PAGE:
Another direct method of triploidy verification is the use of polymorphic DNA markers, such as microsatellites (Slabbert et al., 2010). Microsatellites, or simple sequence repeats (SSRs), are highly polymorphic, multi-allelic, co-dominant, reproducible, and easy to interpret molecular markers that have been used to determine individual genetic variability and to study the genetic structure of a population (Alam et al., 2012; Dadi et al., 2012a; Dadi et al., 2012b). The usefulness of the molecular markers relies on locus heterozygosity within the female and on the allele inherited from a male of a different size than those of the two female alleles. A large number of loci are required to reliably identify triploidy, which is now possible in C. gigas, as a large number of microsatellite markers are available (Magoulas et al., 1998; Li et al., 2003; Sekino et al., 2003). In this study, we tested 30 previously developed polymorphic microsatellite loci and selected six of them for their application to ploidy verification of C. gigas. The development of an accurate protocol for triploidy verification of C. gigas using appropriate polymorphic microsatellite markers and their multiplex PCR was analyzed in this study.

MATERIAL AND METHODS

Sample collection

A total of 30 triploid oysters from a commercial oyster farm located on the western coast of the Korean Peninsula were collected, in addition to 96 diploid oysters from of each the western and southern coasts of the Korean Peninsula. Mantle tissue samples were preserved in 100% ethanol at the sampling site, and then samples were transported to the laboratory for DNA extraction. Total DNA was isolated from each sample using a MagExtractor MFX-6100 automated DNA extraction system (Toyobo, Osaka, Japan). The extracted genomic DNA was quantified using a Nanodrop ND-1000 spectrophotometer (Thermo Fisher Scientific, Barrington, IL, USA) and stored at −20°C until microsatellite genotyping analysis.

Initial genotyping

Thirty microsatellite markers were selected from two previous reports (Magoulas et al., 1998; Li et al., 2003) based on allele number and annealing temperature. Among these, 11 that showed clear PCR products without the indication of a null allele were selected, which are listed in Table 1. PCR amplification was performed in a 10 μl reaction mixture containing 0.25 U Ex taq DNA polymerase (TaKaRa Biomedical Inc., Shiga, Japan), 1× PCR buffer, 0.2 mM dNTP mix, 10 pmol of each primer (forward primer of each pair was 5′-end-labeled with 6-FAM, NED, and HEX dyes; PE Applied Biosystems, Boston), and 100 ng template DNA, using a PTC 200 DNA Engine (MJ Research, Waltham, MA, USA). PCR conditions were as follows: 11 min at 95°C, followed by 35 cycles of 1 min at 94°C, 1 min at the annealing temperature listed in Table 1, and 1 min at 72°C, with a final extension of 5 min at 72°C. Microsatellite polymorphisms were screened using an ABI PRISM 3130 XL automated DNA sequencer (Applied Biosystems, Boston), and alleles were designated according to PCR product size, relative to a molecular size marker (GENESCAN 400 HD [ROX]; PE Applied Biosystems, Boston).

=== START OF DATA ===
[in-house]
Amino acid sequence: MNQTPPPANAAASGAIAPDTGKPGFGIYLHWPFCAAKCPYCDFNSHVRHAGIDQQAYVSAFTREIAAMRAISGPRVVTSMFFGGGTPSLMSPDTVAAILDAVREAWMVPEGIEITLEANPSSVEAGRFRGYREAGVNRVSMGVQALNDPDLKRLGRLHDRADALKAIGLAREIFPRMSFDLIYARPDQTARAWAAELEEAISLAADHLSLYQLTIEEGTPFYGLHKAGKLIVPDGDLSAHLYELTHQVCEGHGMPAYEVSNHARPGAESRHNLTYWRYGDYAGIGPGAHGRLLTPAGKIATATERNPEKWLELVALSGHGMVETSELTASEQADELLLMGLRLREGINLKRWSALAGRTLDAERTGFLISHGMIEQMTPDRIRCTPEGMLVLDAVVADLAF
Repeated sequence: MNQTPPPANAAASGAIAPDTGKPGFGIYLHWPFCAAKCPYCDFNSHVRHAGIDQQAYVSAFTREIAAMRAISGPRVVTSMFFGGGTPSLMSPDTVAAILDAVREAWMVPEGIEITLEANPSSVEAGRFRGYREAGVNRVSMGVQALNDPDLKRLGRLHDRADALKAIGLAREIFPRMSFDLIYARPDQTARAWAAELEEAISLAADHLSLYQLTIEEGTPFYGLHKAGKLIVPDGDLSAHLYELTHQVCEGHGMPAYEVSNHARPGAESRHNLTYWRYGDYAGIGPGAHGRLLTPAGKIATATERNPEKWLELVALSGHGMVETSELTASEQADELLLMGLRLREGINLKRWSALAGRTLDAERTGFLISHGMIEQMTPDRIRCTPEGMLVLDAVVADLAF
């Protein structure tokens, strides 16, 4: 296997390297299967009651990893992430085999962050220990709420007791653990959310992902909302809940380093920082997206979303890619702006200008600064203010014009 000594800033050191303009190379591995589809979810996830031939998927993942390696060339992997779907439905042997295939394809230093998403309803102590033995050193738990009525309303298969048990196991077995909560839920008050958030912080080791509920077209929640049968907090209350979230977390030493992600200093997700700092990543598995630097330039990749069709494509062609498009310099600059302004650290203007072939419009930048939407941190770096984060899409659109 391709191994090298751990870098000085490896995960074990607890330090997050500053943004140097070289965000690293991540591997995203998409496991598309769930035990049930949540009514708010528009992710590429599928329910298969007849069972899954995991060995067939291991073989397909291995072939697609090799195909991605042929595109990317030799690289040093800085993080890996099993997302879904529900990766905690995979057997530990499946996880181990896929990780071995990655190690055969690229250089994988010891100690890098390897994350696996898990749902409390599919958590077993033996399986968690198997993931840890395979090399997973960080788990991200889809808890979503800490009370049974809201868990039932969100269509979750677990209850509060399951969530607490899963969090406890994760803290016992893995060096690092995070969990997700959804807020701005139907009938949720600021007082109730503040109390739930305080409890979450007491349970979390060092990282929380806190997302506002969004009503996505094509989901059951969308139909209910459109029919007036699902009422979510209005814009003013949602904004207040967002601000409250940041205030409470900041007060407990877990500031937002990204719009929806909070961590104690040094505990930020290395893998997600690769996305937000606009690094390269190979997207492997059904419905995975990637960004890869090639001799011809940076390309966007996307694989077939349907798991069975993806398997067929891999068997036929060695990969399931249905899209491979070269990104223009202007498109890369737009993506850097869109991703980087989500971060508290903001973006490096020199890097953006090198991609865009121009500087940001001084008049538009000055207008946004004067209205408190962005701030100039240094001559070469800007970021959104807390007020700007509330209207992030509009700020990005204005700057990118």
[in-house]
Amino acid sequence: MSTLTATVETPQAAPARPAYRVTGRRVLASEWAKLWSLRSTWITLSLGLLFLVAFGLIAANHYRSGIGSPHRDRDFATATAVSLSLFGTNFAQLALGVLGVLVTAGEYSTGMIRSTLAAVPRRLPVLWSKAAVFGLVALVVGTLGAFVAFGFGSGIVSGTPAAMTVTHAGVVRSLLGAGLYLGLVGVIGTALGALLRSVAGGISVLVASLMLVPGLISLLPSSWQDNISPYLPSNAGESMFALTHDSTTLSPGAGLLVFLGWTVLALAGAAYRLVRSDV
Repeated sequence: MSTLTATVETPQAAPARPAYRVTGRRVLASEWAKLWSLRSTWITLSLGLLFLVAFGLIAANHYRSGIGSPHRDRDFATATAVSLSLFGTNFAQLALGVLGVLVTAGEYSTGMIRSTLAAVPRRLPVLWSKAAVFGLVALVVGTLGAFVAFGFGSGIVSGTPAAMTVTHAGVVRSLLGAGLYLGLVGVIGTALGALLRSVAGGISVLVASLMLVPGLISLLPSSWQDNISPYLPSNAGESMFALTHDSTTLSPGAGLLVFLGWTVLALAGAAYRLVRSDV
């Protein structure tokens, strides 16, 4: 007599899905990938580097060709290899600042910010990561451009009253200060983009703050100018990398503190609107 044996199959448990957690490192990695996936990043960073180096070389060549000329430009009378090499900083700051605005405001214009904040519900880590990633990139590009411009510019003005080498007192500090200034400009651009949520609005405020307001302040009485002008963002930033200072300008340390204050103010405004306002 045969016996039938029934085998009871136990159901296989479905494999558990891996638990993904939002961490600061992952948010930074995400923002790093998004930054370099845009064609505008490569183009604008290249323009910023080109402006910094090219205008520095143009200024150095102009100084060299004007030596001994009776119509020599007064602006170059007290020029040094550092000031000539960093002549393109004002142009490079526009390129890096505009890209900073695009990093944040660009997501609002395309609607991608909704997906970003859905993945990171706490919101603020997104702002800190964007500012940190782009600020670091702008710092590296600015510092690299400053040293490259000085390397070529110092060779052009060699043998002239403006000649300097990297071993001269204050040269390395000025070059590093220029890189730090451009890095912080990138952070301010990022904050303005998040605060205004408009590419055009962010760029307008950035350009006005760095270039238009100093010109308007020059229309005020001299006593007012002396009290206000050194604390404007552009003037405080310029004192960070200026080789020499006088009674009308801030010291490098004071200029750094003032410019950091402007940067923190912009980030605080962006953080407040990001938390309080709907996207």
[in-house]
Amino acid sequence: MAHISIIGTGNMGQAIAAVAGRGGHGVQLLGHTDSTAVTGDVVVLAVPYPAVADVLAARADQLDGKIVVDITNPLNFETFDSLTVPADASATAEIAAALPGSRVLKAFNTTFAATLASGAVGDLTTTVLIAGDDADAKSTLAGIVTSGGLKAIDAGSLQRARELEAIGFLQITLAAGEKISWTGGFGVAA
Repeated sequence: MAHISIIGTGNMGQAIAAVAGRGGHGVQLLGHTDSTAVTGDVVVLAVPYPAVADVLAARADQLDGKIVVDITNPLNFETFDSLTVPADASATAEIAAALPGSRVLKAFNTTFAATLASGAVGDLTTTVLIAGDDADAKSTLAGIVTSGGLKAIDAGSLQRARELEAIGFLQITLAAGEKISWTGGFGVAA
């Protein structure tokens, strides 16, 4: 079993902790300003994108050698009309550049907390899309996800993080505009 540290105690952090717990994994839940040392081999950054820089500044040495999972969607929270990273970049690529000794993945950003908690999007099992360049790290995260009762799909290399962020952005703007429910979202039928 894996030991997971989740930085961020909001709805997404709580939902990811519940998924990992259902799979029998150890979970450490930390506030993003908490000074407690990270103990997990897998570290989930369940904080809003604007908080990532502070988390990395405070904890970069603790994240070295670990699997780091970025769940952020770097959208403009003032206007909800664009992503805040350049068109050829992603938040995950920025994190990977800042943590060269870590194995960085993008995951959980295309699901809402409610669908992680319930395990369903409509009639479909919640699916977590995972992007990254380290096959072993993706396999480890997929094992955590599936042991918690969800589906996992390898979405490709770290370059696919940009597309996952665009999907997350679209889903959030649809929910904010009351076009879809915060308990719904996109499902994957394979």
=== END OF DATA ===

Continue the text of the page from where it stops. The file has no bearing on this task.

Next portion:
Multiplex PCR protocol

After initial amplification, six polymorphic dinucleotide microsatellites were selected based on the observed heterozygosity and PCR product size to ensure clear separation, and grouped into two panels based on the size range of the PCR products for multiplex PCR. Panel 1 included the loci, ucdCg170, Cg108, Cg49, which produced PCR products of 89 base pairs (bp) to 201 bp. Panel 2 included the loci, ucdCg129, ucdCg186, and ucdCg151, which produced PCR products of 204 to 326 bp. Panel III was made by mixing all of the primers for the six loci. Forward primers for each locus were labeled with different dyes: ucdCg170 and ucdCg129 were labeled with NED; Cg108 and ucdCg186 were labeled with HEX; and Cg49 and ucdCg151 were labeled with FAM (Applied Biosystems, Foster City, CA, USA). The annealing temperature and the primer concentration in each panel were optimized and are summarized in Table 2.

RESULTS AND DISCUSSION

A rapid and cost-effective detection tool for triploid verification was developed for the Pacific oyster, C. gigas, using previously identified microsatellite markers. This method can be used for future application to the development of triploid oysters and the monitoring of triploid oysters in nature and in aquatic farms. As reported by the developers (Magoulas et al., 1998; Li et al., 2003), all 11 microsatellites were polymorphic in 384 diploid individuals. Similarly, triploid individuals clearly showed three alleles at all loci.